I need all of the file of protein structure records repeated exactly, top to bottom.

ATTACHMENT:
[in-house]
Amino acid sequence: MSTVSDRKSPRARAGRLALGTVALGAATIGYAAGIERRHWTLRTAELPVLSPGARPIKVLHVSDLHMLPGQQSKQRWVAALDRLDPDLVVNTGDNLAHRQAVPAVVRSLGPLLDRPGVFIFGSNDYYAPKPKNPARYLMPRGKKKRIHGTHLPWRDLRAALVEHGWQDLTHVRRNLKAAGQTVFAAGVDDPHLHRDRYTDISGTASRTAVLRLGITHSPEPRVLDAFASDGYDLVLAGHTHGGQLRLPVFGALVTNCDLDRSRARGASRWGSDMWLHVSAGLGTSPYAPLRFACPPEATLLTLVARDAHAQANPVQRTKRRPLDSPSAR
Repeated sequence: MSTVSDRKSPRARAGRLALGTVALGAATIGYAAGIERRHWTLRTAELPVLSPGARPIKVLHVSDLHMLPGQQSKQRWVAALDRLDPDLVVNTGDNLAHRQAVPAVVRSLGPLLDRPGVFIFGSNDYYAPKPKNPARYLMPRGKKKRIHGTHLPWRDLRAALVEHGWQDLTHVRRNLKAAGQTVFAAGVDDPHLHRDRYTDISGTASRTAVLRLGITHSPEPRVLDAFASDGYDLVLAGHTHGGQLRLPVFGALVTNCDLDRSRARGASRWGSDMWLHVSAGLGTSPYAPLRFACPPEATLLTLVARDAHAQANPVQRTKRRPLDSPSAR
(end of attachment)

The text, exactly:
[in-house]
Amino acid sequence: MSTVSDRKSPRARAGRLALGTVALGAATIGYAAGIERRHWTLRTAELPVLSPGARPIKVLHVSDLHMLPGQQSKQRWVAALDRLDPDLVVNTGDNLAHRQAVPAVVRSLGPLLDRPGVFIFGSNDYYAPKPKNPARYLMPRGKKKRIHGTHLPWRDLRAALVEHGWQDLTHVRRNLKAAGQTVFAAGVDDPHLHRDRYTDISGTASRTAVLRLGITHSPEPRVLDAFASDGYDLVLAGHTHGGQLRLPVFGALVTNCDLDRSRARGASRWGSDMWLHVSAGLGTSPYAPLRFACPPEATLLTLVARDAHAQANPVQRTKRRPLDSPSAR
Repeated sequence: MSTVSDRKSPRARAGRLALGTVALGAATIGYAAGIERRHWTLRTAELPVLSPGARPIKVLHVSDLHMLPGQQSKQRWVAALDRLDPDLVVNTGDNLAHRQAVPAVVRSLGPLLDRPGVFIFGSNDYYAPKPKNPARYLMPRGKKKRIHGTHLPWRDLRAALVEHGWQDLTHVRRNLKAAGQTVFAAGVDDPHLHRDRYTDISGTASRTAVLRLGITHSPEPRVLDAFASDGYDLVLAGHTHGGQLRLPVFGALVTNCDLDRSRARGASRWGSDMWLHVSAGLGTSPYAPLRFACPPEATLLTLVARDAHAQANPVQRTKRRPLDSPSAR